The agency said, too, that it will reconvene a meeting of the committee that will advise on declaring the outbreak a global health emergency, the WHO’s highest level of alert, in the week beginning July 18 or sooner, Director-General Tedros Adhanom Ghebreyesus told a virtual news conference from Geneva.
At its previous meeting on June 27, the committee decided that the outbreak, which has seen cases rising both in the African countries where it usually spreads, and globally, was not yet a health emergency.
“I continue to be concerned by the scale and spread of the virus across the world,” Ghebreyesus was quoted as saying by the Associate Press (AP).
He noted that a lack of testing meant that there were likely many more cases going unreported, adding that around 80 per cent of cases are in Europe.
In breaking the news of monkeypox locally, Tufton implored Jamaicans to remain calm, as health authorities are capable of treating and tracking the virus, due to its relatively mild nature.
“I am confident that given the nature of the virus, (and) given the nature of the virus globally, to date, discovering one case doesn’t make or create a crisis,” he said at the ministry’s emergency virtual press briefing on Wednesday.
Tufton said there was always the possibility that the country would record a case of monkeypox, given that the country’s borders were opened and other countries continued to record cases of the virus.
“Having said that, we do believe that we have the capacity to respond and, particularly, if Jamaicans play their part. And so, I do not envision the kind of response to the novel coronavirus when it came on board in March 10, 2020,” he asserted.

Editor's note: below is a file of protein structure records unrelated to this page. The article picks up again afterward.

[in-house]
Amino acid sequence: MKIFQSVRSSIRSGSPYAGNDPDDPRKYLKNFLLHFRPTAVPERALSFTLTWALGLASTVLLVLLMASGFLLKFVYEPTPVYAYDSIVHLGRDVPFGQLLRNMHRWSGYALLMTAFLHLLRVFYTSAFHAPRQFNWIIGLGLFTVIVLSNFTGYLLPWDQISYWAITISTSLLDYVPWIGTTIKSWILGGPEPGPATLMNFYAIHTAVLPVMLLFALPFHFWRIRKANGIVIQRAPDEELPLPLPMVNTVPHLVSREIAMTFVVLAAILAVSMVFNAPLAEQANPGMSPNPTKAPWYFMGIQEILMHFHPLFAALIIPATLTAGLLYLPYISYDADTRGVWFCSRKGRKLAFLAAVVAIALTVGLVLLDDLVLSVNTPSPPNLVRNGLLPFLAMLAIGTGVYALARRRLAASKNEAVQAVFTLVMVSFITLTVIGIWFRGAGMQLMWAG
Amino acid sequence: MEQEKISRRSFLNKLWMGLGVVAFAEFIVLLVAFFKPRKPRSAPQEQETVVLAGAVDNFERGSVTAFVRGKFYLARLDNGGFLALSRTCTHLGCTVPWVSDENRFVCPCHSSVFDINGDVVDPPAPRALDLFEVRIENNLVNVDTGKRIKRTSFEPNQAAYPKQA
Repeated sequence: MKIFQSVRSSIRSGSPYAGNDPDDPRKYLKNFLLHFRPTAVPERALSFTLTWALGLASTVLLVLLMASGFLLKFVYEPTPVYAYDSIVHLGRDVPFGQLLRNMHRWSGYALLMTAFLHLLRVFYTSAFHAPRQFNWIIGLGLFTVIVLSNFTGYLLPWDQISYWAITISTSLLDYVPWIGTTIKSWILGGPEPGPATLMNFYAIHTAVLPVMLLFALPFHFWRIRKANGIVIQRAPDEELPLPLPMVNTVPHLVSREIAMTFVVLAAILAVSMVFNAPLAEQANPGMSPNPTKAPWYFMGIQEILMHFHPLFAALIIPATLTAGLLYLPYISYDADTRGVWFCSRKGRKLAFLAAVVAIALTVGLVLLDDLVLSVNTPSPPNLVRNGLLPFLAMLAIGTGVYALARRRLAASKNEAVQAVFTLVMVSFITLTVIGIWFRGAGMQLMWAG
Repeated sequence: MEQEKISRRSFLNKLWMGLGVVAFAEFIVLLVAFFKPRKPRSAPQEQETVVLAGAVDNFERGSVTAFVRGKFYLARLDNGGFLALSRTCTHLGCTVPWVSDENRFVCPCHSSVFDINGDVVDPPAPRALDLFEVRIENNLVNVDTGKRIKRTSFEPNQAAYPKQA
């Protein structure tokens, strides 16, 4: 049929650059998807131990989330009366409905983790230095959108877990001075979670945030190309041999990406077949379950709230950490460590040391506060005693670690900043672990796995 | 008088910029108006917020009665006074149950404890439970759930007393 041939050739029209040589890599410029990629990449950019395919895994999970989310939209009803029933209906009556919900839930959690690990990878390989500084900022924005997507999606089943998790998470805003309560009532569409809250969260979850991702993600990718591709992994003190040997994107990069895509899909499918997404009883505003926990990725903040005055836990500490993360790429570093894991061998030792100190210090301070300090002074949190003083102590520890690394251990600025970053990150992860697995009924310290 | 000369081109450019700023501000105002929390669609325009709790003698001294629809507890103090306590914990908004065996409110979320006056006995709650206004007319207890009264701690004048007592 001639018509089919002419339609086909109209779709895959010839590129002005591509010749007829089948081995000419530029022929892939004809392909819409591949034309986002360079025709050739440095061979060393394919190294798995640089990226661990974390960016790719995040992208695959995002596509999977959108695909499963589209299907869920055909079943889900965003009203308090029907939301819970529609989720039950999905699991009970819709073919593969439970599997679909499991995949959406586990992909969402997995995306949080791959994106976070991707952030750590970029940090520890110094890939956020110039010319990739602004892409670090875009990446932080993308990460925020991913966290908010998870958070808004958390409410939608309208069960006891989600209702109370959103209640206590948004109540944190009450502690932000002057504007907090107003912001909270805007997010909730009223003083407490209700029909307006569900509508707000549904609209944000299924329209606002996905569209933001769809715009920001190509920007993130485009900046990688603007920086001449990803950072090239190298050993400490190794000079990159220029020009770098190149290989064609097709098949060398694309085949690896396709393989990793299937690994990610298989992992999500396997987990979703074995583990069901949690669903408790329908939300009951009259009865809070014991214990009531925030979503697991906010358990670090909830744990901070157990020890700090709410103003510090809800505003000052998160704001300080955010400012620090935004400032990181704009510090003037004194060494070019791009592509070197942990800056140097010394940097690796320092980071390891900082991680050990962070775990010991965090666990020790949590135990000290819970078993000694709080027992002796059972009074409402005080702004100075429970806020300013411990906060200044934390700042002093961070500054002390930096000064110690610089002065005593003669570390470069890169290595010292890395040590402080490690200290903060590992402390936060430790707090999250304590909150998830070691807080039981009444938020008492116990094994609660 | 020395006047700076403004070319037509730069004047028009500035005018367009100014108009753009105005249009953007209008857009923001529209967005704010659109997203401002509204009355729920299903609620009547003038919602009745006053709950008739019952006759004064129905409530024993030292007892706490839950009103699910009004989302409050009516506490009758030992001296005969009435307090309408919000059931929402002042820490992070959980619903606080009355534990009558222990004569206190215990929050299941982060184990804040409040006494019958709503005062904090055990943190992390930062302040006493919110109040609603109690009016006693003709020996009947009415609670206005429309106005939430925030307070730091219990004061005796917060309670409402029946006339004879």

“I believe that we can manage this current threat, and if we play our part, we can manage it in a way where we can continue to live our normal existence, whether (at) play or otherwise.
Dr Christopher Tufton
“I would say to Jamaicans, just play your part. God knows the country cannot deal with another extremity. We have a lot of side effects to this point from the COVID-19 pandemic. So, we are not only going to pray and ask God for guidance, but we gonna work to ensure that kind of guidance is taken advantage of by ourselves, and the role that we play,” insisted Tufton.
In declaring that “it is business as usual in terms of the functioning of the economy”, Tufton said Prime Minister Andrew Holness has been notified of the health development.
“The honourable prime minister and I spoke, and he is ready and always able to provide the leadership and guidance that is necessary,” said Tufton, adding that Cabinet had also been informed of the development.
Chief Medical Officer (CMO), Dr Jacquiline Bisasor-McKenzie, in also seeking to soothe the fears of Jamaicans, informed that the disease is milder than “what we are used to, and what we are seeing so far across the world”.
She said the same measures that were used to prevent the spread of COVID-19, including wearing a mask and physical distancing, are to be used in preventing the transmission of monkeypox.
Covering skin rashes is also of utmost importance.
Bisasor-McKenzie said the man who tested positive for monkeypox is from Clarendon, but there is no risk posed to the communities there, as all close contacts of the positive individual are presently in quarantine.
“This is the reason for not panicking; we don’t anticipate any risk. Our persons are on the ground as usual. We are very good at contact tracing, and we will uncover the cases and we will do our work to minimise the chance of spread to the population,” she outlined.
“This is a mild disease and it does require very close contact for transmission. Those are other reasons why persons should not panic. If you become sick, this is something that you can see, and therefore, you are spurred to action immediately in terms of isolating yourself,” indicated Bisasor-McKenzie.
In chiming into that leg of her response, Tufton warned that, “Panic leads to chaos… and we are not promoting chaos.